• Carter T. E., Panisch L. S. (2020). A systematic review of music therapy for psychosocial outcomes of substance use clients . Int. J. Ment. Health Addict. 19 , 1–8. 10.1007/s11469-020-00246-8 [ CrossRef ] [ Google Scholar ]
  • Chacon-Castano J., Rathbone D. R., Hoffman R., Yang H., Pantazis D., Yang J., et al.. (2017). “Music and the brain-design of an MEG compatible piano,” in 39th Annual International Conference of the IEEE Engineering in Medicine and Biology Society (EMBC) . (Jeju Island: IEEE; ), 521–524. [ PubMed ] [ Google Scholar ]
  • Chacón-Moscoso S., Sanduvete-Chaves S., Sánchez-Martín M. (2016). The development of a checklist to enhance methodological quality in intervention programs . Front. Psychol. 7 , 1811. 10.3389/fpsyg.2016.01811 [ PMC free article ] [ PubMed ] [ CrossRef ] [ Google Scholar ]
  • Chorna O., Filippa M., Sa De Almeida J., Lordier L., Monaci M. G., Hüppi P., et al.. (2019). Neuroprocessing mechanisms of music during fetal and neonatal development: a role in neuroplasticity and neurodevelopment . Neural Plast. 5 , 1–9. 10.1155/2019/3972918 [ PMC free article ] [ PubMed ] [ CrossRef ] [ Google Scholar ]
  • Clift S. (2012). “Singing, wellbeing, and health,” in Music, Health, and Wellbeing , eds Macdonald, R. A. R., Kreutz, G., and Mitchell, L. A. (Oxford: Oxford University Press; ), 113–124. [ Google Scholar ]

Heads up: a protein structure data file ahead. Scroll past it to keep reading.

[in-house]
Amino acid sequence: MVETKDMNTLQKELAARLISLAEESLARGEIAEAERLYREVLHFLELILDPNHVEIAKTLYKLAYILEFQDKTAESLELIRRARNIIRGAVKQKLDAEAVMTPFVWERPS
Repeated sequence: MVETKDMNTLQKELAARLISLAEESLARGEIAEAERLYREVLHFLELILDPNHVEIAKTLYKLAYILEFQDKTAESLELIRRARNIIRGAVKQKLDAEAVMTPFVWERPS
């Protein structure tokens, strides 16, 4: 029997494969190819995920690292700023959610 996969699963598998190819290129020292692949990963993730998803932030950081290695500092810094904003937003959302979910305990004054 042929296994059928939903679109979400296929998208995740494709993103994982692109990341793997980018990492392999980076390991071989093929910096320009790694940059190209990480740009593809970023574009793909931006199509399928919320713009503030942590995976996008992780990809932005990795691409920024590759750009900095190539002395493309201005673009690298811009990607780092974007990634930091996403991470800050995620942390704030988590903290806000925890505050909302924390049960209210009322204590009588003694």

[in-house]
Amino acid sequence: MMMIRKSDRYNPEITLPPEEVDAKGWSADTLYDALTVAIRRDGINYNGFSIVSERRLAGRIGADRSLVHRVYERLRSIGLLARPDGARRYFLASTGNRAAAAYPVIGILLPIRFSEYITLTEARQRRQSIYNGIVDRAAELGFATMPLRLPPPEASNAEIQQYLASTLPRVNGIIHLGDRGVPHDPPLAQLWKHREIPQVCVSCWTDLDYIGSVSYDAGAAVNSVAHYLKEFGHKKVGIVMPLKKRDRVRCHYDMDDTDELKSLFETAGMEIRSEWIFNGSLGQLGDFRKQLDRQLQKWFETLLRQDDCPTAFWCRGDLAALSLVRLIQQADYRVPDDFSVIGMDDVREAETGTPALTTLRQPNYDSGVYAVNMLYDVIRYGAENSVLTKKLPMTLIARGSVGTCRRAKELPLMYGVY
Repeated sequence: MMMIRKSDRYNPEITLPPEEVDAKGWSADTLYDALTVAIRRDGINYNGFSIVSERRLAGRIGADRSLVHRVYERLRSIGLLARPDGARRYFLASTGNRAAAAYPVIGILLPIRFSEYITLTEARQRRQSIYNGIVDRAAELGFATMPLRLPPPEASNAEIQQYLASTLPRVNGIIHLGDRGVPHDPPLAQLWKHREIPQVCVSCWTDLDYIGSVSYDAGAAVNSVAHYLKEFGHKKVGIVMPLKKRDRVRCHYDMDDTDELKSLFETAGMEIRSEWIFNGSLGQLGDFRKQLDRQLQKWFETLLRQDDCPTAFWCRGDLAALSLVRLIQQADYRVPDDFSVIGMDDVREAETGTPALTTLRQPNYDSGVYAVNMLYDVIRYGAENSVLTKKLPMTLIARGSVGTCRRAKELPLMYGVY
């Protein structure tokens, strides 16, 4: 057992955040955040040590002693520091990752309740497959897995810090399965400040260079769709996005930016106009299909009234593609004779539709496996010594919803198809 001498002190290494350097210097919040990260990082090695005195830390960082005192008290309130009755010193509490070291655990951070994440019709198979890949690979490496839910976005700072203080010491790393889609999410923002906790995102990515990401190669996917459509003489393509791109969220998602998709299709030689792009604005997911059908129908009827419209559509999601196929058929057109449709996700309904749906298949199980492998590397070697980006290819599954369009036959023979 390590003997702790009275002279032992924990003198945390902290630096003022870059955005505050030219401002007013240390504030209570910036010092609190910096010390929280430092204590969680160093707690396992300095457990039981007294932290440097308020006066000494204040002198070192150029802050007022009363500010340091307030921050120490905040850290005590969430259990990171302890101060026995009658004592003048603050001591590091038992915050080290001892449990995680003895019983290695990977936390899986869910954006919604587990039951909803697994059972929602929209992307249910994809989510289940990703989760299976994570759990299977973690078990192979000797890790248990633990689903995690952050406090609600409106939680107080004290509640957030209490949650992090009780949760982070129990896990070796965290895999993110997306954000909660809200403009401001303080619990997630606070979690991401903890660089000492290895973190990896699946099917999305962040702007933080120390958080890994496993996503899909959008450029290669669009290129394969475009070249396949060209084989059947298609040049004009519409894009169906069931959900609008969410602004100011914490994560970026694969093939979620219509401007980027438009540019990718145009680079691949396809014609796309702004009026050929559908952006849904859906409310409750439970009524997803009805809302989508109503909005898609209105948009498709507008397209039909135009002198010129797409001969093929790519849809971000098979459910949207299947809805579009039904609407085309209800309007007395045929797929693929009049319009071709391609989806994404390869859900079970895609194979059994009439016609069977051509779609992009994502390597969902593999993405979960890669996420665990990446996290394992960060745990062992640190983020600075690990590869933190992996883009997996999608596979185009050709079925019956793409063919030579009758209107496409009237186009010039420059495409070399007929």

• Cross K., Fujioka T. (2019). Auditory rhyme processing in expert freestyle rap lyricists and novices: an ERP study . Neuropsychologia 129 , 223–235. 10.1016/j.neuropsychologia.2019.03.022 [ PubMed ] [ CrossRef ] [ Google Scholar ]
  • Degé F., Schwarzer G. (2011). The effect of a music program on phonological awareness in preschoolers . Front. Psychol. 2 , 124. 10.3389/fpsyg.2011.00124 [ PMC free article ] [ PubMed ] [ CrossRef ] [ Google Scholar ]
  • Donnay G. F., Rankin S. K., Lopez-Gonzalez M., Jiradejvong P., Limb C. J. (2014). Neural substrates of interactive musical improvisation: an FMRI study of ‘trading fours' in jazz . PLoS ONE 9 , e88665. 10.1371/journal.pone.0088665 [ PMC free article ] [ PubMed ] [ CrossRef ] [ Google Scholar ]
  • Fang R., Ye S., Huangfu J., Calimag D. P. (2017). Music therapy is a potential intervention for cognition of Alzheimer's Disease: a mini-review . Transl. Neurodegener. 6 , 1–8. 10.1186/s40035-017-0073-9 [ PMC free article ] [ PubMed ] [ CrossRef ] [ Google Scholar ]
  • Furukawa Y., Uehara K., Furuya S. (2017). Expertise-dependent motor somatotopy of music perception . Neurosci. Lett. 22, 650 , 97–102. 10.1016/j.neulet.2017.04.033 [ PubMed ] [ CrossRef ] [ Google Scholar ]